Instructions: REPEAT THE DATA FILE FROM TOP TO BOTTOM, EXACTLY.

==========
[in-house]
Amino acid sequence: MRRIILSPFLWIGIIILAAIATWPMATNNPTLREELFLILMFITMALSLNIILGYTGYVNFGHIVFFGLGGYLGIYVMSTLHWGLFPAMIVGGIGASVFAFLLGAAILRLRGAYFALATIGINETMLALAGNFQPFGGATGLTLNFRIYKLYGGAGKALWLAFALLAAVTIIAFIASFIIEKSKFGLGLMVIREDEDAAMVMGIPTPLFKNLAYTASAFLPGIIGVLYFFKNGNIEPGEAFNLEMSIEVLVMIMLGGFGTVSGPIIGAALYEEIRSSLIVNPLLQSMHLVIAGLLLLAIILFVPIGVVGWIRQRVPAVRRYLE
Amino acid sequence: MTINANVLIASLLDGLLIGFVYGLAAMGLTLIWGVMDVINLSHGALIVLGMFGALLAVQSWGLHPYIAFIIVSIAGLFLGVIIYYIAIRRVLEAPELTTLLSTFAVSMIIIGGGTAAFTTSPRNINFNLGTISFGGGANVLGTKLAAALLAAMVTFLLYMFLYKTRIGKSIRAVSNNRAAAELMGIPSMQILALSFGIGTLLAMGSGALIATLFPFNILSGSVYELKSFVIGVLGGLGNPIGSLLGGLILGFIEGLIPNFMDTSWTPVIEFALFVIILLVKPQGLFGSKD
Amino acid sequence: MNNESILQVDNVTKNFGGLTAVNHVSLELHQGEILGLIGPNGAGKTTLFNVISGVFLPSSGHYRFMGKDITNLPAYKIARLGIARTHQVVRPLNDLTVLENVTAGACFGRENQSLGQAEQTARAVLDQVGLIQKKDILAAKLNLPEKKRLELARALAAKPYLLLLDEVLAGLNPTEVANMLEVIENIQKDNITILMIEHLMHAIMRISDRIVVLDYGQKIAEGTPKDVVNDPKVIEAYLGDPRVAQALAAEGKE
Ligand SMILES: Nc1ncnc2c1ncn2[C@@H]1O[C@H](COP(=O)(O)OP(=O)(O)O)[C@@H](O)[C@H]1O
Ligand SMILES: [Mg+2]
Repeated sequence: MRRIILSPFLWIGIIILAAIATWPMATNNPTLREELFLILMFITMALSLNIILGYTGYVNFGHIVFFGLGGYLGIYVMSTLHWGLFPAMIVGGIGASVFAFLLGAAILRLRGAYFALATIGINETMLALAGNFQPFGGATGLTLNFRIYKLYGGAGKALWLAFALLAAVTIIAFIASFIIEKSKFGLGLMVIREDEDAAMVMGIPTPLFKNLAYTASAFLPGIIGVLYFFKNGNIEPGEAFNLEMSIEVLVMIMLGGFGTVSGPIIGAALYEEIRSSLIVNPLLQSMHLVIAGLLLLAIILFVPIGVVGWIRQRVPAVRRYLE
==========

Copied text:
[in-house]
Amino acid sequence: MRRIILSPFLWIGIIILAAIATWPMATNNPTLREELFLILMFITMALSLNIILGYTGYVNFGHIVFFGLGGYLGIYVMSTLHWGLFPAMIVGGIGASVFAFLLGAAILRLRGAYFALATIGINETMLALAGNFQPFGGATGLTLNFRIYKLYGGAGKALWLAFALLAAVTIIAFIASFIIEKSKFGLGLMVIREDEDAAMVMGIPTPLFKNLAYTASAFLPGIIGVLYFFKNGNIEPGEAFNLEMSIEVLVMIMLGGFGTVSGPIIGAALYEEIRSSLIVNPLLQSMHLVIAGLLLLAIILFVPIGVVGWIRQRVPAVRRYLE
Amino acid sequence: MTINANVLIASLLDGLLIGFVYGLAAMGLTLIWGVMDVINLSHGALIVLGMFGALLAVQSWGLHPYIAFIIVSIAGLFLGVIIYYIAIRRVLEAPELTTLLSTFAVSMIIIGGGTAAFTTSPRNINFNLGTISFGGGANVLGTKLAAALLAAMVTFLLYMFLYKTRIGKSIRAVSNNRAAAELMGIPSMQILALSFGIGTLLAMGSGALIATLFPFNILSGSVYELKSFVIGVLGGLGNPIGSLLGGLILGFIEGLIPNFMDTSWTPVIEFALFVIILLVKPQGLFGSKD
Amino acid sequence: MNNESILQVDNVTKNFGGLTAVNHVSLELHQGEILGLIGPNGAGKTTLFNVISGVFLPSSGHYRFMGKDITNLPAYKIARLGIARTHQVVRPLNDLTVLENVTAGACFGRENQSLGQAEQTARAVLDQVGLIQKKDILAAKLNLPEKKRLELARALAAKPYLLLLDEVLAGLNPTEVANMLEVIENIQKDNITILMIEHLMHAIMRISDRIVVLDYGQKIAEGTPKDVVNDPKVIEAYLGDPRVAQALAAEGKE
Ligand SMILES: Nc1ncnc2c1ncn2[C@@H]1O[C@H](COP(=O)(O)OP(=O)(O)O)[C@@H](O)[C@H]1O
Ligand SMILES: [Mg+2]
Repeated sequence: MRRIILSPFLWIGIIILAAIATWPMATNNPTLREELFLILMFITMALSLNIILGYTGYVNFGHIVFFGLGGYLGIYVMSTLHWGLFPAMIVGGIGASVFAFLLGAAILRLRGAYFALATIGINETMLALAGNFQPFGGATGLTLNFRIYKLYGGAGKALWLAFALLAAVTIIAFIASFIIEKSKFGLGLMVIREDEDAAMVMGIPTPLFKNLAYTASAFLPGIIGVLYFFKNGNIEPGEAFNLEMSIEVLVMIMLGGFGTVSGPIIGAALYEEIRSSLIVNPLLQSMHLVIAGLLLLAIILFVPIGVVGWIRQRVPAVRRYLE